Under Attorney General Jeff Sessions, the Justice Department has now stepped into the fray. In its brief, the department noted that every Congress since 1974 has declined to add a sexual-orientation provision to Title VII, despite what it called ânotable changes in societal and cultural attitudes.â The brief also said that the federal government, as the largest employer in the country, had a âsubstantial and unique interestâ in the proper interpretation of Title VII.
In 2015, the Equal Employment Opportunity Commission, under Mr. Obama, issued a contrary ruling, deciding on a vote of three Democrats to two Republicans that discrimination on the basis of sexual orientation was illegal. That ruling, which was reviewed by the Obama administrationâs Justice Department, did not formally bind the federal courts, although courts often defer to federal agencies when they interpret laws that come under their jurisdiction.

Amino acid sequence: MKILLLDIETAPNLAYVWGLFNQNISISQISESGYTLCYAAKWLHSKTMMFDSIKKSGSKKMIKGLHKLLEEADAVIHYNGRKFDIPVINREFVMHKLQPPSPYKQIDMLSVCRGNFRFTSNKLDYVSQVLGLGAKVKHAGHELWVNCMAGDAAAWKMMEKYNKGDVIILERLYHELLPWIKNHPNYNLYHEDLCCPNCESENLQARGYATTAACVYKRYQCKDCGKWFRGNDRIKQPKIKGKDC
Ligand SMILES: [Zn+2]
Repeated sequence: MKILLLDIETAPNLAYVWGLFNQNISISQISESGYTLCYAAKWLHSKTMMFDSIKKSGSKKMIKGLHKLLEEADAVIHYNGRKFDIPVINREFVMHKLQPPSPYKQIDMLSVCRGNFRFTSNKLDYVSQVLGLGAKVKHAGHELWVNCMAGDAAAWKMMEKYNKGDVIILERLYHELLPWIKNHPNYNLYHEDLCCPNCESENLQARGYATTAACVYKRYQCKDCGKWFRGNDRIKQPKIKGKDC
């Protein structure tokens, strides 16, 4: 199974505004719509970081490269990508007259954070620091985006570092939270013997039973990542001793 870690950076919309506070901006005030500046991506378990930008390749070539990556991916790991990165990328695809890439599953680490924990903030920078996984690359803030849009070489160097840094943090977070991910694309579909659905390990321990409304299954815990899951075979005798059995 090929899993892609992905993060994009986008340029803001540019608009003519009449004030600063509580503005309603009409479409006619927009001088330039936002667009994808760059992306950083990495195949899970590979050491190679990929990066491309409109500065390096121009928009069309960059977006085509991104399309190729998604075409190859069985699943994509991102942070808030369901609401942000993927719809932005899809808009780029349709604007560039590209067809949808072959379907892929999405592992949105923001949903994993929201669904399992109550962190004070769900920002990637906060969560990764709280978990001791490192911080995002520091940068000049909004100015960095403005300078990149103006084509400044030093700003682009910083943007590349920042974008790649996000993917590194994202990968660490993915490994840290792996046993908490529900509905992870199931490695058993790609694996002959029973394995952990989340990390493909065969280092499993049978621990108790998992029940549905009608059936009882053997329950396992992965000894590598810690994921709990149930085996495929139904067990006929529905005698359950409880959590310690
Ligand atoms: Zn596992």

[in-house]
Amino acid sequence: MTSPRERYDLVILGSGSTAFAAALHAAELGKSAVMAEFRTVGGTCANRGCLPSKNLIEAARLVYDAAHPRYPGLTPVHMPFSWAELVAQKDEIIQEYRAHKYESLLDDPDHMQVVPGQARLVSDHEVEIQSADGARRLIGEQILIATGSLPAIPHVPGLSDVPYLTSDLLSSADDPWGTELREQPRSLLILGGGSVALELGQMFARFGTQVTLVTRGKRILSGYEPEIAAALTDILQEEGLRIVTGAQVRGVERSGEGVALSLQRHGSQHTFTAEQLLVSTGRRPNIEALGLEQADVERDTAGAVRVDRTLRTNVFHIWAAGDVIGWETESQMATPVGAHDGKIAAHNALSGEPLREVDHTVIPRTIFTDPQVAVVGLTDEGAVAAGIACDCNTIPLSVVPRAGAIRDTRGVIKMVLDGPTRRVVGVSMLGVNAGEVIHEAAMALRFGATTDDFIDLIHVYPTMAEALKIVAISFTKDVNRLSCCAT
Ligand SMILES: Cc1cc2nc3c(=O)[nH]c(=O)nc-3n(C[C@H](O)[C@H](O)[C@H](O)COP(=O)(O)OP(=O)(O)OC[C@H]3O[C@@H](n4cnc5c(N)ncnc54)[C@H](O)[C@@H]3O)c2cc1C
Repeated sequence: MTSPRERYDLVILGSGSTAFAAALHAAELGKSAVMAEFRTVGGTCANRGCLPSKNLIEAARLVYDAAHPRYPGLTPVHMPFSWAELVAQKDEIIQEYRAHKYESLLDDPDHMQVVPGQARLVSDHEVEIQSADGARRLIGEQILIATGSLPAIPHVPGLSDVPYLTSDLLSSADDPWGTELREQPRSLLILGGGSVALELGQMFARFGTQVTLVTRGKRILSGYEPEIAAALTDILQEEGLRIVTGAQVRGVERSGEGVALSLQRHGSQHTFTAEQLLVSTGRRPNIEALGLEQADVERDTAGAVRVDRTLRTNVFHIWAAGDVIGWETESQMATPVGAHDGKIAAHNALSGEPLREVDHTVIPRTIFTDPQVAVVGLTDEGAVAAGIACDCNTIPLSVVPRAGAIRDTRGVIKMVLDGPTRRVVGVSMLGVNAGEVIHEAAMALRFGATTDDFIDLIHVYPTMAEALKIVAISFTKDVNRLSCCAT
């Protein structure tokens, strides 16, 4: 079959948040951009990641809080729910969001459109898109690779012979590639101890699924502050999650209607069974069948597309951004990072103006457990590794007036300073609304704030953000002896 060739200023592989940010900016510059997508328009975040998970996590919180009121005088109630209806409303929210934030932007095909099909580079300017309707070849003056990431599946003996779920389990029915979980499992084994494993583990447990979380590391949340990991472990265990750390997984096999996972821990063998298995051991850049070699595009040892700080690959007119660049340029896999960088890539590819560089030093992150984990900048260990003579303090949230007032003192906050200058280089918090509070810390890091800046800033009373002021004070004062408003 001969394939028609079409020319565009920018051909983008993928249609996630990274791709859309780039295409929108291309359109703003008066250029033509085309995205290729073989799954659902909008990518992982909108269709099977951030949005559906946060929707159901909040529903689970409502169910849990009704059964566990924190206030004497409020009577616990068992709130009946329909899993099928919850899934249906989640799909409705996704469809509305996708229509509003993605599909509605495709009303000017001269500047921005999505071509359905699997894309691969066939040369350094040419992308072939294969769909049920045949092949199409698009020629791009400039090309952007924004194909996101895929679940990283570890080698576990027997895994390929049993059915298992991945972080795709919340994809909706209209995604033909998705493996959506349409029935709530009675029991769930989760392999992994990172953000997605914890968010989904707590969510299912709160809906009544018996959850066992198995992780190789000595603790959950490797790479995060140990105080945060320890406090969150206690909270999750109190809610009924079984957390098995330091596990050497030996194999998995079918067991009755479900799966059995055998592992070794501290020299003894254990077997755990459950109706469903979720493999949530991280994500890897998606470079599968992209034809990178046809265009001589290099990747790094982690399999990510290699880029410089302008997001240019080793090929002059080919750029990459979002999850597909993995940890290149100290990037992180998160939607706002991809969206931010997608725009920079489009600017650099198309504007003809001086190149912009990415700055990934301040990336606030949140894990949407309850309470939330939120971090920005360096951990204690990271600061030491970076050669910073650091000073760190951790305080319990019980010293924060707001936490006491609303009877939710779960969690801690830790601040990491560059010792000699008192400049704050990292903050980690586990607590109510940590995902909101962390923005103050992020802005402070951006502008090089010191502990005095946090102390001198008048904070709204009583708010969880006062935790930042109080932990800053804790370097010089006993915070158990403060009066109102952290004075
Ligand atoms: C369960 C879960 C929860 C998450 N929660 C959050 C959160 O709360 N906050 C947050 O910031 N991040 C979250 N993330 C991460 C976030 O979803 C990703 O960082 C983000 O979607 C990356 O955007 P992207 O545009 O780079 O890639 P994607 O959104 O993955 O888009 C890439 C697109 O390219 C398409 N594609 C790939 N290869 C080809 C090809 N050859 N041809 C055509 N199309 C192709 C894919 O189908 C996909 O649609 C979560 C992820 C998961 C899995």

In its brief, the Trump administrationâs Justice Department said the E.E.O.C., which had also filed court papers supporting Mr. Zarda, was ânot speaking for the United States.â
In 2014, Eric Holder, Mr. Obamaâs attorney general, issued a memo stating that in any litigation that came before it, the Justice Department would take the position that the protections afforded by Title VII would be extended to include a personâs gender identity, including transgender status. The future of that memo under Mr. Trump remains unclear.
Mr. Holder noted the Trump administrationâs moves on Twitter on Thursday.
While the Obama administrationâs legal approach to gay rights evolved over time, it never declared that bans on sex discrimination applied to sexual…